It’s a deep and verdant kind of green, packed full of minerals and vitamins, and Popeye should definitely have been eating it.
But, when Kale goes bad, it can be seriously noxious. So how do you tell if kale is bad, and what are the signs to watch out for?
How to Tell if Kale is Bad
Kale, when fresh from the garden, or even in the supermarket’s vegetable section, will have a distinctly different set of identifiers than when it’s going or gone bad.
To start with, fresh kale is dark green, has a certain earthy smell, and the fronds are stiff and do not bend easily. Whether you’re buying a bunch of the Italian classic Cavalo Nero or Tuscan Kale, the common Curly Kale which is usually sold pre-packaged, or any of their cousins, they should all have crisp leaves and smell good enough to eat right away.
But, as kale ages, it develops significant traits that should warn you that they’re no longer at their best. Some signs are also enough to tell you that the kale is bad, and should be discarded immediately.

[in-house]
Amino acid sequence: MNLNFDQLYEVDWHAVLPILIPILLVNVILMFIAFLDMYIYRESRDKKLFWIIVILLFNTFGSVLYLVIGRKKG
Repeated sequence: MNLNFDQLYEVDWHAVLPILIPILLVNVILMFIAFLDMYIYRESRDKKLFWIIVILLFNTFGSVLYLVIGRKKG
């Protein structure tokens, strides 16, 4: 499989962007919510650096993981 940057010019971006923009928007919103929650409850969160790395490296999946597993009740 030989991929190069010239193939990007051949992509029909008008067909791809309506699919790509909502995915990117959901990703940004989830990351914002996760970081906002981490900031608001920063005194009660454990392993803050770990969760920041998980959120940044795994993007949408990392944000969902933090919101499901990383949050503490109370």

Does it look soggy? Kale that’s been stored for several days will become damp. This is due to the kale losing the water from within the plant, and this causes it to wilt, or to become soggy.
Another key is its colour. Fresh Kale is dark or vibrant green, owing to the chlorophyll within the plant. But, as kale ages the chlorophyll dies, and the kale leaves turn pale green to yellow, and eventually brown.
At this point, the moisture release is due to the plant breaking down and rotting.
Fresh kale smells earthy, fresh and kind of like a combination of broccoli and lawn clippings. If ‘healthy’ had a smell, this would be it.
But, when kale goes bad, the smell is undeniably disgusting. You can smell the sulphur gases and the stagnant water that’s escaped from the rotted kale. It’s unavoidable and toe-curling in its strength.
A bunch of fresh kale, or even just the prepared leaves, will be stiff and crisp. They have a slight crunch when cut or torn.